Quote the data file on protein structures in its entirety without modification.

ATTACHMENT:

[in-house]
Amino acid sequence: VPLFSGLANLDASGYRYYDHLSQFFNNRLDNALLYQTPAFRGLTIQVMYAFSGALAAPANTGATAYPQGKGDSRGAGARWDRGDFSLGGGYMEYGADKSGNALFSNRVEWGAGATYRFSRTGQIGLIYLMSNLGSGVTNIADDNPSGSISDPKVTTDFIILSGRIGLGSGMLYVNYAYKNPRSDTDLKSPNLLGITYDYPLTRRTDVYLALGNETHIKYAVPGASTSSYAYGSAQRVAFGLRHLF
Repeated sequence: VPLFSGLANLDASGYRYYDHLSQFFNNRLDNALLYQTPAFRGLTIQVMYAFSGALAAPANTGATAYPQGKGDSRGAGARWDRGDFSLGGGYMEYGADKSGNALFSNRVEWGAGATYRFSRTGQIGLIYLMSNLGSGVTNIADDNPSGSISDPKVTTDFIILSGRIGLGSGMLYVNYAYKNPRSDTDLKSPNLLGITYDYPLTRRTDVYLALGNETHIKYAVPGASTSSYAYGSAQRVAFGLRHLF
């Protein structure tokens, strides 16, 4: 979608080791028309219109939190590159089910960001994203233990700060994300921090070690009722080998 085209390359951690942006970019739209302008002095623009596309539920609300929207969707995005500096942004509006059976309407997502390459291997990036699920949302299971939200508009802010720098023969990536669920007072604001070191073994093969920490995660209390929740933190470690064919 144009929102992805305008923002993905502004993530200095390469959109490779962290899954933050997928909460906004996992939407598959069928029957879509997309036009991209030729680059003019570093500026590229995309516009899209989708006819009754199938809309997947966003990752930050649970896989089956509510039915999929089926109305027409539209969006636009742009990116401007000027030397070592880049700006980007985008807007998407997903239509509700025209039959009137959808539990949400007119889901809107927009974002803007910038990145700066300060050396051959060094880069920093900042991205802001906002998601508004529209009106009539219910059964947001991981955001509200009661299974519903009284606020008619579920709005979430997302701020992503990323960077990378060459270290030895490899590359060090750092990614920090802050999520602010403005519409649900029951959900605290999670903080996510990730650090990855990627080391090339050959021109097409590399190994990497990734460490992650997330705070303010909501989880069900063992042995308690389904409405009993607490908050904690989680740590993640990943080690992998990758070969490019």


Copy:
[in-house]
Amino acid sequence: VPLFSGLANLDASGYRYYDHLSQFFNNRLDNALLYQTPAFRGLTIQVMYAFSGALAAPANTGATAYPQGKGDSRGAGARWDRGDFSLGGGYMEYGADKSGNALFSNRVEWGAGATYRFSRTGQIGLIYLMSNLGSGVTNIADDNPSGSISDPKVTTDFIILSGRIGLGSGMLYVNYAYKNPRSDTDLKSPNLLGITYDYPLTRRTDVYLALGNETHIKYAVPGASTSSYAYGSAQRVAFGLRHLF
Repeated sequence: VPLFSGLANLDASGYRYYDHLSQFFNNRLDNALLYQTPAFRGLTIQVMYAFSGALAAPANTGATAYPQGKGDSRGAGARWDRGDFSLGGGYMEYGADKSGNALFSNRVEWGAGATYRFSRTGQIGLIYLMSNLGSGVTNIADDNPSGSISDPKVTTDFIILSGRIGLGSGMLYVNYAYKNPRSDTDLKSPNLLGITYDYPLTRRTDVYLALGNETHIKYAVPGASTSSYAYGSAQRVAFGLRHLF
């Protein structure tokens, strides 16, 4: 979608080791028309219109939190590159089910960001994203233990700060994300921090070690009722080998 085209390359951690942006970019739209302008002095623009596309539920609300929207969707995005500096942004509006059976309407997502390459291997990036699920949302299971939200508009802010720098023969990536669920007072604001070191073994093969920490995660209390929740933190470690064919 144009929102992805305008923002993905502004993530200095390469959109490779962290899954933050997928909460906004996992939407598959069928029957879509997309036009991209030729680059003019570093500026590229995309516009899209989708006819009754199938809309997947966003990752930050649970896989089956509510039915999929089926109305027409539209969006636009742009990116401007000027030397070592880049700006980007985008807007998407997903239509509700025209039959009137959808539990949400007119889901809107927009974002803007910038990145700066300060050396051959060094880069920093900042991205802001906002998601508004529209009106009539219910059964947001991981955001509200009661299974519903009284606020008619579920709005979430997302701020992503990323960077990378060459270290030895490899590359060090750092990614920090802050999520602010403005519409649900029951959900605290999670903080996510990730650090990855990627080391090339050959021109097409590399190994990497990734460490992650997330705070303010909501989880069900063992042995308690389904409405009993607490908050904690989680740590993640990943080690992998990758070969490019």